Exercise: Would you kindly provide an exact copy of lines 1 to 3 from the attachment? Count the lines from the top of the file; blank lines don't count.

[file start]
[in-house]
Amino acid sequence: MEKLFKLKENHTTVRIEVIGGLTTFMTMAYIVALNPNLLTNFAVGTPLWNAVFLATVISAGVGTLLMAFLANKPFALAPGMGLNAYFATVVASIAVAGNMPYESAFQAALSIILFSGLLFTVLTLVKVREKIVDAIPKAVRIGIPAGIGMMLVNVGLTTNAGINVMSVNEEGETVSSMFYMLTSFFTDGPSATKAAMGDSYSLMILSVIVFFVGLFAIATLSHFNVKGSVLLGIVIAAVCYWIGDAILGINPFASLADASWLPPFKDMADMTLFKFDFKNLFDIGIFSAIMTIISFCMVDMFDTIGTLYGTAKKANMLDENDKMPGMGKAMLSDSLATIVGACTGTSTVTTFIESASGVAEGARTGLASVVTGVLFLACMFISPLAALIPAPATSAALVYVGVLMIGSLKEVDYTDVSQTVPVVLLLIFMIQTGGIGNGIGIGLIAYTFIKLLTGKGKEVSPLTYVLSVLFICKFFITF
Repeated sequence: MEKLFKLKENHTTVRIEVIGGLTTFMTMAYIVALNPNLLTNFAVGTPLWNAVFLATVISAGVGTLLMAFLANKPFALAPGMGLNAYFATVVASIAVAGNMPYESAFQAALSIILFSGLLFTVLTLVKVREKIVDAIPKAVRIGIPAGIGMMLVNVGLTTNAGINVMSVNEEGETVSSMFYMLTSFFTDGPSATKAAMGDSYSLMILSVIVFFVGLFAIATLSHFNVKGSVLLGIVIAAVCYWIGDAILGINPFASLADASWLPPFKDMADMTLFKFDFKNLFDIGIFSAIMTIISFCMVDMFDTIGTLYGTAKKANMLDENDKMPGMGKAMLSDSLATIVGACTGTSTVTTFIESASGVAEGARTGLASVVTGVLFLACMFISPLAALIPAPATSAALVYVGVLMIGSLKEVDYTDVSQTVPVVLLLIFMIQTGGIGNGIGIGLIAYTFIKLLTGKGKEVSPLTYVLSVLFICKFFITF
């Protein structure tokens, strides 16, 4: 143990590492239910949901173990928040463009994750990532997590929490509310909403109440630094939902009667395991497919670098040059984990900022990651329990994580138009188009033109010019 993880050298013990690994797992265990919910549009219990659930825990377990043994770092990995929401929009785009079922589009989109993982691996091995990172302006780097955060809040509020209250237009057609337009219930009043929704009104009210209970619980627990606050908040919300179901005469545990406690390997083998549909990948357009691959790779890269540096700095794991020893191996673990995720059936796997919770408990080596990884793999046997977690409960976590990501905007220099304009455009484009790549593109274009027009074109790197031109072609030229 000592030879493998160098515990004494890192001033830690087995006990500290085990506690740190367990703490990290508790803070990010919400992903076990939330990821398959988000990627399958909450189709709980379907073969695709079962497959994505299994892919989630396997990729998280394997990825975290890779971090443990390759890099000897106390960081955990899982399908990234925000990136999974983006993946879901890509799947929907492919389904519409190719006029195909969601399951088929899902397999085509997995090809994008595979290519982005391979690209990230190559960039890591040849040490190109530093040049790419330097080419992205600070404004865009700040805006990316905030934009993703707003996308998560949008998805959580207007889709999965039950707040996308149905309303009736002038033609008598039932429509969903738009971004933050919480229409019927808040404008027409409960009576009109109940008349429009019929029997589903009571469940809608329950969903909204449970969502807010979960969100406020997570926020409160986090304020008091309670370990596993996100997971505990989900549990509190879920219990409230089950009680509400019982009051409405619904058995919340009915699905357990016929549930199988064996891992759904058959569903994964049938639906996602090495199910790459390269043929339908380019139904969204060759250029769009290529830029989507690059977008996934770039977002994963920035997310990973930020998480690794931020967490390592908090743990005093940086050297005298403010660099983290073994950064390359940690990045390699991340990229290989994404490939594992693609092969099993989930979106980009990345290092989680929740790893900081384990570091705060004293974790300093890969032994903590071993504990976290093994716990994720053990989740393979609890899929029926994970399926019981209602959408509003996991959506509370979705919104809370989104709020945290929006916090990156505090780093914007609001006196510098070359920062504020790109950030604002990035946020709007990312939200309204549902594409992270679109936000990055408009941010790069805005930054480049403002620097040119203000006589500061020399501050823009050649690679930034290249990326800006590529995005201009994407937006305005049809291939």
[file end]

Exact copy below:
[in-house]
Amino acid sequence: MEKLFKLKENHTTVRIEVIGGLTTFMTMAYIVALNPNLLTNFAVGTPLWNAVFLATVISAGVGTLLMAFLANKPFALAPGMGLNAYFATVVASIAVAGNMPYESAFQAALSIILFSGLLFTVLTLVKVREKIVDAIPKAVRIGIPAGIGMMLVNVGLTTNAGINVMSVNEEGETVSSMFYMLTSFFTDGPSATKAAMGDSYSLMILSVIVFFVGLFAIATLSHFNVKGSVLLGIVIAAVCYWIGDAILGINPFASLADASWLPPFKDMADMTLFKFDFKNLFDIGIFSAIMTIISFCMVDMFDTIGTLYGTAKKANMLDENDKMPGMGKAMLSDSLATIVGACTGTSTVTTFIESASGVAEGARTGLASVVTGVLFLACMFISPLAALIPAPATSAALVYVGVLMIGSLKEVDYTDVSQTVPVVLLLIFMIQTGGIGNGIGIGLIAYTFIKLLTGKGKEVSPLTYVLSVLFICKFFITF
Repeated sequence: MEKLFKLKENHTTVRIEVIGGLTTFMTMAYIVALNPNLLTNFAVGTPLWNAVFLATVISAGVGTLLMAFLANKPFALAPGMGLNAYFATVVASIAVAGNMPYESAFQAALSIILFSGLLFTVLTLVKVREKIVDAIPKAVRIGIPAGIGMMLVNVGLTTNAGINVMSVNEEGETVSSMFYMLTSFFTDGPSATKAAMGDSYSLMILSVIVFFVGLFAIATLSHFNVKGSVLLGIVIAAVCYWIGDAILGINPFASLADASWLPPFKDMADMTLFKFDFKNLFDIGIFSAIMTIISFCMVDMFDTIGTLYGTAKKANMLDENDKMPGMGKAMLSDSLATIVGACTGTSTVTTFIESASGVAEGARTGLASVVTGVLFLACMFISPLAALIPAPATSAALVYVGVLMIGSLKEVDYTDVSQTVPVVLLLIFMIQTGGIGNGIGIGLIAYTFIKLLTGKGKEVSPLTYVLSVLFICKFFITF